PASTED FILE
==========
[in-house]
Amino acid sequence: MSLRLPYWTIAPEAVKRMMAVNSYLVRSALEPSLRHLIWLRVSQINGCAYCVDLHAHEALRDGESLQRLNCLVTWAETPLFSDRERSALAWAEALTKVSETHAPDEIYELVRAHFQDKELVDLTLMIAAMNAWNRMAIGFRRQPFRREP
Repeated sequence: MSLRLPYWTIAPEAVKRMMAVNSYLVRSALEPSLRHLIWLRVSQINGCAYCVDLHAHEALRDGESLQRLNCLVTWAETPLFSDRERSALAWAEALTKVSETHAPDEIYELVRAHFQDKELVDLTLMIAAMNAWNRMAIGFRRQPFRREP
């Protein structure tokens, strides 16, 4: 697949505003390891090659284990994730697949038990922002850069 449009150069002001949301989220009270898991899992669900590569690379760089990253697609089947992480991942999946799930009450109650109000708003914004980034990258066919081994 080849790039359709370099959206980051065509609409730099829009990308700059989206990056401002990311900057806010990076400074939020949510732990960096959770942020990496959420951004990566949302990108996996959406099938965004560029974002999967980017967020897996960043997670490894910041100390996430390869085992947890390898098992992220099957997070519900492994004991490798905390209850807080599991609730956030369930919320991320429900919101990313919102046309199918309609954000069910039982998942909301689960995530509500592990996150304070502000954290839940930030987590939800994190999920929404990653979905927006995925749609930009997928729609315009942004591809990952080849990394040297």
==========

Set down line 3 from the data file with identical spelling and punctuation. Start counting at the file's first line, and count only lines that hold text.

Repeated sequence: MSLRLPYWTIAPEAVKRMMAVNSYLVRSALEPSLRHLIWLRVSQINGCAYCVDLHAHEALRDGESLQRLNCLVTWAETPLFSDRERSALAWAEALTKVSETHAPDEIYELVRAHFQDKELVDLTLMIAAMNAWNRMAIGFRRQPFRREP